Piedmont Motor Car Company

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Piedmont Motor Car Company
TypeIncorporation (business)
Founded1916; 107 years ago (1916)
FounderWallace A. Taylor, Sr.
Defunct1923; 100 years ago (1923)
HeadquartersLynchburg, Virginia,
Production output
2,470 (1917-1922)
BrandsPiedmont, Lone Star, Brush, Alsace, Norwalk
1923 Piedmont at the Virginia Museum of Transportation

The Piedmont was a vintage automobile made by the Piedmont Motor Car Company of Lynchburg, Virginia from 1917 to 1922.[1]


The Piedmont was produced in a variety of closed and open body styles and was powered by 4-cylinder Lycoming and 6-cylinder Continental engines.[1] The company also made cars for other companies, such as the Alsace, Bush, Norwalk and Lone Star.[2] These were Piedmonts, but fitted with badges, hubcaps and other identification of the company who ordered the cars.[1]

This badge engineering for other companies had a direct impact on the cars actually marketed and sold under the Piedmont name. With the outside orders taking priority, Piedmont dealers in Virginia were sometimes unable to provide a car for customers who placed an order, which gave the make a poor reputation, thus hindering further sales.[1]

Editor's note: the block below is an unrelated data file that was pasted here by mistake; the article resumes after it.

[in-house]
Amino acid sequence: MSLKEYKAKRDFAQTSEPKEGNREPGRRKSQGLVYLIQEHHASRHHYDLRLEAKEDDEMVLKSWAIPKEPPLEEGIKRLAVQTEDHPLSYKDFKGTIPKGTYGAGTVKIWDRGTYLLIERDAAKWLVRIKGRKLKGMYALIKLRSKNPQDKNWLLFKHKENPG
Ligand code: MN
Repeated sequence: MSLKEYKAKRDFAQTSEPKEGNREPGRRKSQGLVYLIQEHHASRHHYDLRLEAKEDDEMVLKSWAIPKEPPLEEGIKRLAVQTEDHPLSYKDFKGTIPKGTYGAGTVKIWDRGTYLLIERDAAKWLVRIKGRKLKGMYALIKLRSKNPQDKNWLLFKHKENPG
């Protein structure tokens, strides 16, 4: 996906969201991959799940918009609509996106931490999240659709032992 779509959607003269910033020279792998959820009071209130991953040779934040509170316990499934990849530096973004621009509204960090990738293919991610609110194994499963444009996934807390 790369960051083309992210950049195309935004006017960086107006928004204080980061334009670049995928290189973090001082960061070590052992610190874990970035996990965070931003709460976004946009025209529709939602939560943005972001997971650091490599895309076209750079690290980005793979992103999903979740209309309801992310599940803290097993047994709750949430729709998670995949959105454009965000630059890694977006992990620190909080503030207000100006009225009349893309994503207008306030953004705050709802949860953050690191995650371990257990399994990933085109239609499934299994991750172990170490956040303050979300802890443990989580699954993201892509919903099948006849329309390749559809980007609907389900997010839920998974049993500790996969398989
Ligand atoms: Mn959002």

In December 1920 the company attempted to increase publicity and sales by advertising in the Lynchburg News ten Model 4-30 and ten Model 6-40 cars for sale to residents of Lynchburg, Campbell, Bedford, Amherst and Appomattox only, with prices reduced by $500 for each car.[2] Sales manager George Hay also persuaded the Lynchburg Police Department to use Piedmont cars, as it would "look better for the company" if they did so.[2]


In anticipation of an ever-increasing flood of orders from outside producers, Piedmont had overstocked its inventory, which with the Depression of 1920-1921 led to the company going into receivership in October 1922.[2] There was over $225,000 worth of parts in stock.[2]

Surviving cars[edit]

In June 2010 the Virginia Museum of Transportation received a donation of a 1923 Bush touring car, which was built by Piedmont.[3]


  1. ^ a b c d Georgano, Nick (2000). The Beaulieu Encyclopedia of the Automobile. London: Stationery Office. p. 1792. ISBN 0117023191.
  2. ^ a b c d e Kimes, Beverly Rae (1996). The Standard Catalog of American Cars: 1805-1942. Iola, IA: Krause Publications. p. 1612. ISBN 0873414284.
  3. ^ Marrano, Gene. "New Vintage Wheels for Transportation Museum". www.TheRoanakeStar.com. Retrieved 1 September 2013.

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